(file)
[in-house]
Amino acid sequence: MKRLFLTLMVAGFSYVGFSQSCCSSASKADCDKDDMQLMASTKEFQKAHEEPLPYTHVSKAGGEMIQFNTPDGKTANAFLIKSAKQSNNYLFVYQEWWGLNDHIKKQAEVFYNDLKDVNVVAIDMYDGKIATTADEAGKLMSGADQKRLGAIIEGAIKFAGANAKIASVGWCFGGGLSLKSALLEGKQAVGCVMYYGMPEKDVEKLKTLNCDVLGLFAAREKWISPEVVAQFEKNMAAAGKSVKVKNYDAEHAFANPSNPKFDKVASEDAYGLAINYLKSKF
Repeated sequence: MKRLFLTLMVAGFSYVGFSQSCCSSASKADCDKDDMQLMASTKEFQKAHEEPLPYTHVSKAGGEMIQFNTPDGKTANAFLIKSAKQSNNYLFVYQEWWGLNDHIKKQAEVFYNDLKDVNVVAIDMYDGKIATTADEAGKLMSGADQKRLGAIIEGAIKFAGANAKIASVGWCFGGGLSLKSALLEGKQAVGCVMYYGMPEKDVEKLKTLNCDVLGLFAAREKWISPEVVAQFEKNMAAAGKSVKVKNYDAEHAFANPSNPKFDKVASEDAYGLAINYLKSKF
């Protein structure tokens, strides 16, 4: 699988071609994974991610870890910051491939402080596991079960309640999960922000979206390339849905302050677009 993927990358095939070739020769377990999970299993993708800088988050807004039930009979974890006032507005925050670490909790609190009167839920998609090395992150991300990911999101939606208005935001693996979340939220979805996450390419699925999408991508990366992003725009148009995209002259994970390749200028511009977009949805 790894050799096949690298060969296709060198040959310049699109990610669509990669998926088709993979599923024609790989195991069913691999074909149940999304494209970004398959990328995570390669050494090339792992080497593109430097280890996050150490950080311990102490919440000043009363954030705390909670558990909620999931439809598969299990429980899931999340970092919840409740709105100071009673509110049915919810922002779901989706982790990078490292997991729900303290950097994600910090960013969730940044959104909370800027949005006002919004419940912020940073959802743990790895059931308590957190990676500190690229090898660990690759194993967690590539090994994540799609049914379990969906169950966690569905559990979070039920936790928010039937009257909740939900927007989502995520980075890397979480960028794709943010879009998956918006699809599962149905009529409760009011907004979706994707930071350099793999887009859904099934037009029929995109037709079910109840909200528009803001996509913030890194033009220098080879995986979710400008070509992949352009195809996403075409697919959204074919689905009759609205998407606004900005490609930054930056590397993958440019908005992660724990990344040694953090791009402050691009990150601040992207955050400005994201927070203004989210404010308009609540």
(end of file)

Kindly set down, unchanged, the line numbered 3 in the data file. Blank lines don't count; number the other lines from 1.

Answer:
Repeated sequence: MKRLFLTLMVAGFSYVGFSQSCCSSASKADCDKDDMQLMASTKEFQKAHEEPLPYTHVSKAGGEMIQFNTPDGKTANAFLIKSAKQSNNYLFVYQEWWGLNDHIKKQAEVFYNDLKDVNVVAIDMYDGKIATTADEAGKLMSGADQKRLGAIIEGAIKFAGANAKIASVGWCFGGGLSLKSALLEGKQAVGCVMYYGMPEKDVEKLKTLNCDVLGLFAAREKWISPEVVAQFEKNMAAAGKSVKVKNYDAEHAFANPSNPKFDKVASEDAYGLAINYLKSKF